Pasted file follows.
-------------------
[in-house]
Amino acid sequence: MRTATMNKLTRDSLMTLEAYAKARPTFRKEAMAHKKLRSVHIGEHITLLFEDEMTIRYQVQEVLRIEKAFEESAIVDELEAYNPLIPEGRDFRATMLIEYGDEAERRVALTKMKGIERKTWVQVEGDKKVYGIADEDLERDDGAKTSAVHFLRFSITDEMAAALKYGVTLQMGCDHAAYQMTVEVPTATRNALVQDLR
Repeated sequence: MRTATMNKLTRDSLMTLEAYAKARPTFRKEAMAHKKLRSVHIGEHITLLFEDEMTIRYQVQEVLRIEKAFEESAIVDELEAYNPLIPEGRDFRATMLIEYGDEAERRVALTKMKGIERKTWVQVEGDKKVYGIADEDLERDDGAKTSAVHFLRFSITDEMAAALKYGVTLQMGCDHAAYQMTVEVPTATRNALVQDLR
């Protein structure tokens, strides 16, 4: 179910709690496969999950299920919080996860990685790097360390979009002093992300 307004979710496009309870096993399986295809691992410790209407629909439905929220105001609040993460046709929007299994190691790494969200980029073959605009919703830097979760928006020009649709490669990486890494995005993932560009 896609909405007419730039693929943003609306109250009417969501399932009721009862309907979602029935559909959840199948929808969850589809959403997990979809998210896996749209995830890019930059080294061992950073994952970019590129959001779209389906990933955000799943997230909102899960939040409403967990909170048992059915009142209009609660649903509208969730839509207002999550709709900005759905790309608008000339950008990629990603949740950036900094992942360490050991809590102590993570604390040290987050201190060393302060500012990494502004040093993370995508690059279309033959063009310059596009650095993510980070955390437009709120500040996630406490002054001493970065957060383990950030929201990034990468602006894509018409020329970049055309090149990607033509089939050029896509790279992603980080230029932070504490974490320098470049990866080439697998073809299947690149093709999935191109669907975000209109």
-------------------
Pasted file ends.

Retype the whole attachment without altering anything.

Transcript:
[in-house]
Amino acid sequence: MRTATMNKLTRDSLMTLEAYAKARPTFRKEAMAHKKLRSVHIGEHITLLFEDEMTIRYQVQEVLRIEKAFEESAIVDELEAYNPLIPEGRDFRATMLIEYGDEAERRVALTKMKGIERKTWVQVEGDKKVYGIADEDLERDDGAKTSAVHFLRFSITDEMAAALKYGVTLQMGCDHAAYQMTVEVPTATRNALVQDLR
Repeated sequence: MRTATMNKLTRDSLMTLEAYAKARPTFRKEAMAHKKLRSVHIGEHITLLFEDEMTIRYQVQEVLRIEKAFEESAIVDELEAYNPLIPEGRDFRATMLIEYGDEAERRVALTKMKGIERKTWVQVEGDKKVYGIADEDLERDDGAKTSAVHFLRFSITDEMAAALKYGVTLQMGCDHAAYQMTVEVPTATRNALVQDLR
């Protein structure tokens, strides 16, 4: 179910709690496969999950299920919080996860990685790097360390979009002093992300 307004979710496009309870096993399986295809691992410790209407629909439905929220105001609040993460046709929007299994190691790494969200980029073959605009919703830097979760928006020009649709490669990486890494995005993932560009 896609909405007419730039693929943003609306109250009417969501399932009721009862309907979602029935559909959840199948929808969850589809959403997990979809998210896996749209995830890019930059080294061992950073994952970019590129959001779209389906990933955000799943997230909102899960939040409403967990909170048992059915009142209009609660649903509208969730839509207002999550709709900005759905790309608008000339950008990629990603949740950036900094992942360490050991809590102590993570604390040290987050201190060393302060500012990494502004040093993370995508690059279309033959063009310059596009650095993510980070955390437009709120500040996630406490002054001493970065957060383990950030929201990034990468602006894509018409020329970049055309090149990607033509089939050029896509790279992603980080230029932070504490974490320098470049990866080439697998073809299947690149093709999935191109669907975000209109």